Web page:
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Private Equity: Blindsided by the FCPA– Hedging Against Anti-Corruption Deal Risk

Written by:  G. Derek Andreson, James L. Kelly, Christopher M. Zochowski, and Ryan R. Sparacino

This article was also published in Law360.

Until a few years ago, private equity firms enjoyed relative insulation from regulatory scrutiny of overseas acquisitions and the operations of multi-national portfolio companies. No longer is that the case. Spurred by the unfounded belief that PE firms are not invested in compliance or the conduct of their portfolio companies, the DOJ and SEC are now training their attention on how PE firms exert oversight and control over their portfolios, with a particular emphasis on FCPA issues. PE firms should prepare for this new scrutiny by taking proactive measures to demonstrate both their awareness and their commitment to earning profits on a level playing field. Most importantly, PE firms must recognize that these efforts are not about appeasing regulators, but go directly to maximizing return on investment.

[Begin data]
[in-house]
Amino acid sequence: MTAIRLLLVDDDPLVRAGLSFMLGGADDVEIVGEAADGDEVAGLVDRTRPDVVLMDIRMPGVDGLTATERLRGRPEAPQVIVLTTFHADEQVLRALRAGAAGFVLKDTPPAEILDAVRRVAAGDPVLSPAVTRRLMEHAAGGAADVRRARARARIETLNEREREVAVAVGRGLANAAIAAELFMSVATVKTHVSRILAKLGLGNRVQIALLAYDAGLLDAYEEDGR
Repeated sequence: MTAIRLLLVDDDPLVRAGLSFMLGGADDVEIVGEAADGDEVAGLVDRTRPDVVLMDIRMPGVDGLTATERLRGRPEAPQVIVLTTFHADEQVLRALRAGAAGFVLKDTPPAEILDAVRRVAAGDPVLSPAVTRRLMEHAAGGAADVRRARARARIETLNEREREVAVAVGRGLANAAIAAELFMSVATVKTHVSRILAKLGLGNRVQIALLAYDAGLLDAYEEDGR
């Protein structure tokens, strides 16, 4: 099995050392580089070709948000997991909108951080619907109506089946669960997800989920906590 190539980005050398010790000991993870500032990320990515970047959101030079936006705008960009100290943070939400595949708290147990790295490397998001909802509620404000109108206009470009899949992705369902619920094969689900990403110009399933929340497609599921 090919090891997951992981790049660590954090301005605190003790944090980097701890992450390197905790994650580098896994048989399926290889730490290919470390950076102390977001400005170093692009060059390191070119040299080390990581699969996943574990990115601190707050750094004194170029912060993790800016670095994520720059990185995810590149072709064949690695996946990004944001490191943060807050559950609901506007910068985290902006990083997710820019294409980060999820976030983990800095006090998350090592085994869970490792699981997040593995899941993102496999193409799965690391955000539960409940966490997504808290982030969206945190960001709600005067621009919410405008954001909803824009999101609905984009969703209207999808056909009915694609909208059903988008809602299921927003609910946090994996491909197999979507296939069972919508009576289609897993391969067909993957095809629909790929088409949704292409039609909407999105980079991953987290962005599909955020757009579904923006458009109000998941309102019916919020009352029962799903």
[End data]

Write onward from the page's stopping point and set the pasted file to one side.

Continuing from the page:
It’s About Deal Risk, Not Legal Risk 

A private equity firm’s foreign investments carry unique risks in the anti-corruption world: the firm may have exposure to substantial fines, penalties and reputational harm through the conduct of a portfolio company, even though the firm maintains only partial control.

This risk arises not only in the context of acquisitions, but also in strategic combinations such as joint ventures. And under successor liability principles, the conduct at issue may have occurred years before the firm considered taking a stake in the company or venture.

These risks permeate the deal cycle, including the exit phase. A sophisticated buyer in today’s market will take a hard look at a target’s anti-corruption compliance. If the compliance program falls short of industry standards, that fact may persuade the buyer to look for other opportunities, or it may convey additional leverage in negotiations.